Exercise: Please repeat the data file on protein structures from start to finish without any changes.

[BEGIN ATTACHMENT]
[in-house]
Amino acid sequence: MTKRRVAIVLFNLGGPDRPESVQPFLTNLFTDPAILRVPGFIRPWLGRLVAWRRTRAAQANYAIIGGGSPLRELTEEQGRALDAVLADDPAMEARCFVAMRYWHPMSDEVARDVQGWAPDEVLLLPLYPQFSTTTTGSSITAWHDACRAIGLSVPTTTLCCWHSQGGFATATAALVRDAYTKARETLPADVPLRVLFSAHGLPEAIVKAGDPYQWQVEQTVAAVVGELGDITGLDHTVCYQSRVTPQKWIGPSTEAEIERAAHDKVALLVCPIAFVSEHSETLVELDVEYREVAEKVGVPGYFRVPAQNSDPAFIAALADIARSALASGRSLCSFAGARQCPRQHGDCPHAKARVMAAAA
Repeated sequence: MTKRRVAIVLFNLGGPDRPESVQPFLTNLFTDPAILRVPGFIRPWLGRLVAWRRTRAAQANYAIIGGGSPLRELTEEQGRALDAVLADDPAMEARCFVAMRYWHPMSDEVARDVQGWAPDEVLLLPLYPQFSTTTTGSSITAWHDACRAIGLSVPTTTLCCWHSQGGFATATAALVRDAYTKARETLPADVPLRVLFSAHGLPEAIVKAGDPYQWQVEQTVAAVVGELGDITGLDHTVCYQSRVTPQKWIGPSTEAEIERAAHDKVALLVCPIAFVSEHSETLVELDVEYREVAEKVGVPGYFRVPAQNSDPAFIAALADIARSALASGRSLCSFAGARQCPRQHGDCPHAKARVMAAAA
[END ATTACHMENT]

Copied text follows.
[in-house]
Amino acid sequence: MTKRRVAIVLFNLGGPDRPESVQPFLTNLFTDPAILRVPGFIRPWLGRLVAWRRTRAAQANYAIIGGGSPLRELTEEQGRALDAVLADDPAMEARCFVAMRYWHPMSDEVARDVQGWAPDEVLLLPLYPQFSTTTTGSSITAWHDACRAIGLSVPTTTLCCWHSQGGFATATAALVRDAYTKARETLPADVPLRVLFSAHGLPEAIVKAGDPYQWQVEQTVAAVVGELGDITGLDHTVCYQSRVTPQKWIGPSTEAEIERAAHDKVALLVCPIAFVSEHSETLVELDVEYREVAEKVGVPGYFRVPAQNSDPAFIAALADIARSALASGRSLCSFAGARQCPRQHGDCPHAKARVMAAAA
Repeated sequence: MTKRRVAIVLFNLGGPDRPESVQPFLTNLFTDPAILRVPGFIRPWLGRLVAWRRTRAAQANYAIIGGGSPLRELTEEQGRALDAVLADDPAMEARCFVAMRYWHPMSDEVARDVQGWAPDEVLLLPLYPQFSTTTTGSSITAWHDACRAIGLSVPTTTLCCWHSQGGFATATAALVRDAYTKARETLPADVPLRVLFSAHGLPEAIVKAGDPYQWQVEQTVAAVVGELGDITGLDHTVCYQSRVTPQKWIGPSTEAEIERAAHDKVALLVCPIAFVSEHSETLVELDVEYREVAEKVGVPGYFRVPAQNSDPAFIAALADIARSALASGRSLCSFAGARQCPRQHGDCPHAKARVMAAAA